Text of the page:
Digital download available from janawinderen.bandcamp.com. Stereo version of multi-channel installation.
Zooplankton and Phytoplankton are organisms which drift in the oceans, seas and bodies of fresh water. The word ‘zooplankton’ is derived from the Greek zoon (ζῴον), meaning ‘animal’, phyto is derived from the Greek words φυτόν (phyton), meaning plant and planktos (πλαγκτός), meaning wanderer or drifter.
Mammals, fish and crustaceans feed on zooplankton and they in turn feed on phytoplankton. Phytoplankton need two things for photosynthesis and thus their survival: energy from the sun and nutrients from the water. In the process of photosynthesis, phytoplankton release oxygen into the water. Half of the world’s oxygen is produced by phytoplankton photosynthesis.
Local abundance varies horizontally in the water column, vertically with ocean drifts and seasonally with the light.
The Wanderer is a sound composition created from hydrophone recordings from the realm of these creatures in the Atlantic Ocean, made by Jana on her travels from the North Pole to the Equator.
The Wanderer was produced for the Lorch Schive Art Prize, Trondheim Kunstmuseum in 2015. Originally released on a USB Stick in an edition of 50.
Touching Extremes writes:
It is not my wish to aggravate a poor reader by restating the biotic and ideological origins of The Wanderer in its different formats, for they’re readable all over the web. Let’s stress instead an unequivocal truth. Among a growing number of sound artists (and wannabes) who can afford the luxury of spending time by recording the voices of disparate environments, Jana Winderen belongs to the restricted group of individuals gifted enough in this field to be officially licensed as composers. And I’m not merely hinting at her technical grounds.
It takes nothing but a decent sum of money to travel the world in search of glaciers, deserts and caves. And it takes a second to say “I’m enlightened” while looking at a sunrise in a valley. After all, everyone’s entitled to a few beliefs. However, understanding a work like this implies an innate tendency to consider everything happening as a component of an infinite score. That in which we, as mortals, are just a dot – significant or less, quite often much less – destined to become an eternal tacet. Perhaps this is the reason why people never cease to talk; becoming an eternal tacet is an aspiration whose highness is scary, and probably not desirable for many.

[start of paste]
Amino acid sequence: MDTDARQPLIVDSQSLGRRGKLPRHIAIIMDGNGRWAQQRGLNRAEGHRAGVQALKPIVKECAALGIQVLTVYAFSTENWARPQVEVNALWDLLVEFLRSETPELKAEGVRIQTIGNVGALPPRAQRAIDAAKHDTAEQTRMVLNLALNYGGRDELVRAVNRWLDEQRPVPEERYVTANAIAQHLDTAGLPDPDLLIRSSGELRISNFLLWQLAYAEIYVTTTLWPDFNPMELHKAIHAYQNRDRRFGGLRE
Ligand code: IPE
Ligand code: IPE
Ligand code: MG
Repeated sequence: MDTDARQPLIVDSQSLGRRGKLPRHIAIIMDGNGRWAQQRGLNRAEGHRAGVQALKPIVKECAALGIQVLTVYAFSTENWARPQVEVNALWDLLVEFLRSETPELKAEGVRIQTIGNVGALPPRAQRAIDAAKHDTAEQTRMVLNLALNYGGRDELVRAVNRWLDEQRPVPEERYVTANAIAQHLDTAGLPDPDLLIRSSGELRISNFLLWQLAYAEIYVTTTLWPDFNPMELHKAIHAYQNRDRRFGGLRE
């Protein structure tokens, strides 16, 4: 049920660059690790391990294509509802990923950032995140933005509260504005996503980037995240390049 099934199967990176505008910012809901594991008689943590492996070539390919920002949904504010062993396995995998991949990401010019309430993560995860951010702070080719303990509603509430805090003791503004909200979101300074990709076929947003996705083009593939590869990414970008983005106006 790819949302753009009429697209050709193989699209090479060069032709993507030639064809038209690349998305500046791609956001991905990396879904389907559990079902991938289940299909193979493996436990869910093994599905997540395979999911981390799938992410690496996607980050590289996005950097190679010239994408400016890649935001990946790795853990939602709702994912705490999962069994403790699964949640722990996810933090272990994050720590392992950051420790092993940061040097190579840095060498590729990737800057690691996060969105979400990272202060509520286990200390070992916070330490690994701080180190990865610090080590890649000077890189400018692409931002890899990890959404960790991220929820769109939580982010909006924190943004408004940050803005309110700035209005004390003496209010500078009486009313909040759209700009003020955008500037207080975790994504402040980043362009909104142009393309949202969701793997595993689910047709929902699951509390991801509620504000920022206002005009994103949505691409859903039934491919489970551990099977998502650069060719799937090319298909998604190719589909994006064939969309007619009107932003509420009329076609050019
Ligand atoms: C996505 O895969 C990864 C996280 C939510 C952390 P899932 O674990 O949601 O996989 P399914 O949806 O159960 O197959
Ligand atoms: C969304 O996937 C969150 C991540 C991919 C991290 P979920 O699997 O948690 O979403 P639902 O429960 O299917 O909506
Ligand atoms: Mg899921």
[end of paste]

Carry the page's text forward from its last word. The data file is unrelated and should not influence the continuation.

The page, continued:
But a human genuinely needs to recede from egotistical issues to grasp the extent of a piece where the invisible acoustic connotations of marine life take centre stage. In this particular instance, the luckiest receivers are those already acquainted with the sea’s intrinsic resonance. Not the water sloshing against the rocks, or the ebbing and flowing of a wave on the sand: those are still beauties, but in a way they’re available for the general public to poetically rant about. Winderen builds the compositional structure from within: detecting barely audible screeches and tiny screams, bringing forth minuscule polyrhythms, highlighting the restrained intensity of the aquatic counterpoint, generating unfathomable glissando chorales that smell of algae. In a word, allowing us to listen to the amazing richness of that fractal fermentation which is gradually being annihilated by clusters of insignificant dots obeying to the rules of a misconstrued tonality.